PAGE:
As a charity you can get certain tax reliefs. To benefit you must be recognised by HM Revenue and Customs (HMRC).
Charities don’t pay tax on most types of income as long as they use the money for charitable purposes.
You can claim back tax that’s been deducted, e.g. on bank interest and donations (this is known as Gift Aid).
Tax Relief for Charities
As a charity you don’t pay tax on most of your income and gains if you use it for charitable purposes - this is known as ‘charitable expenditure’.
This includes tax:
- on donations
- on profits from trading
- on rental or investment income, eg bank interest
- on profits when you sell or ‘dispose of’ an asset, like property or shares
- when you buy property
To get tax relief you must be recognised by HM Revenue and Customs(HMRC).
Gift Aid for Charities
You can claim back 25p every time an individual donates £1 to your charity - this is called Gift Aid.
You must be recognised as a charity for tax purposes.
You can claim Gift Aid online - you should get your payment within 5 weeks.
The donor must:
- have paid at least as much in Income Tax or Capital Gains Tax in that tax year as you want to claim in Gift Aid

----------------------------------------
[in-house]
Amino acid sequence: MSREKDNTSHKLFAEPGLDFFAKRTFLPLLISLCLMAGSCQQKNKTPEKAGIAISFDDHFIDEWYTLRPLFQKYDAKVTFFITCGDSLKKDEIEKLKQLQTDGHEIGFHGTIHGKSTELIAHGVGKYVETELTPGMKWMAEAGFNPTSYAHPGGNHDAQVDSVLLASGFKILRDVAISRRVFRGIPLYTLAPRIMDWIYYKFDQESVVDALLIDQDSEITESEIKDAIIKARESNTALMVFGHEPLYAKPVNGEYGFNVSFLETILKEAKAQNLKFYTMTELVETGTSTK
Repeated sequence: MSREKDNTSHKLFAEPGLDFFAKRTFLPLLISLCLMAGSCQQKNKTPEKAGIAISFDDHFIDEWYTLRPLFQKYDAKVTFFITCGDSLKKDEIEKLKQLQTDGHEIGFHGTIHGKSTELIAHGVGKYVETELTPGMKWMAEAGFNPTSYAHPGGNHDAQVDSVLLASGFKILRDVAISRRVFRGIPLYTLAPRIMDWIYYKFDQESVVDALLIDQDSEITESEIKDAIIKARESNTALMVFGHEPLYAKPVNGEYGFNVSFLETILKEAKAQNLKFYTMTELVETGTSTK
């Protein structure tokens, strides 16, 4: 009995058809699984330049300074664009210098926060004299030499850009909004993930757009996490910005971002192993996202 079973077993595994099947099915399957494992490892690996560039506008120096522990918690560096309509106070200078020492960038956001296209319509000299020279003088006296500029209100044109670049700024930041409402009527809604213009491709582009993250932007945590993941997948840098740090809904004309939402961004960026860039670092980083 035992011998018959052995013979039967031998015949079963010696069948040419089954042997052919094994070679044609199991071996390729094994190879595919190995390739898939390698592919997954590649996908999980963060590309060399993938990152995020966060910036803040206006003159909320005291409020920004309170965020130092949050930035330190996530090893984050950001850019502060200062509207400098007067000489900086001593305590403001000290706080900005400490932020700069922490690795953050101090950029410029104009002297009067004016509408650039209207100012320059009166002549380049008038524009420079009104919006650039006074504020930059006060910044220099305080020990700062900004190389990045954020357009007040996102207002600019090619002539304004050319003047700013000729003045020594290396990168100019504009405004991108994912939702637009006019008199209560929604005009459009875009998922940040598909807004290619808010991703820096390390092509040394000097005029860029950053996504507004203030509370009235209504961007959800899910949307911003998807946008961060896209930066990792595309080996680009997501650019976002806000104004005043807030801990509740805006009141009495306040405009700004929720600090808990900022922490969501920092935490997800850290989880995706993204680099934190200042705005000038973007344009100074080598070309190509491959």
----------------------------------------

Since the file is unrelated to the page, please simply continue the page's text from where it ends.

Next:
- make a Gift Aid declaration that gives you permission to claim it
If the donor hasn’t made a declaration you may still be able to claim on cash donations of £20 or less, eg from a collection.
VAT for Charities
Charities pay VAT on all standard-rated goods and services they buy from VAT-registered businesses.
They pay VAT at a reduced rate (5%) or the ‘zero rate’ on some goods and services.
Items that qualifies for the zero rate:
- advertising and items for collecting donations
- aids for disabled people
- construction services
- drugs and chemicals
- equipment for making ‘talking’ books and newspapers
- lifeboats and associated equipment, including fuel
- medicine or ingredients for medicine
- resuscitation training models
- medical, veterinary and scientific equipment
- goods for disabled people
- motor vehicles designed or adapted for a disability
- rescue equipment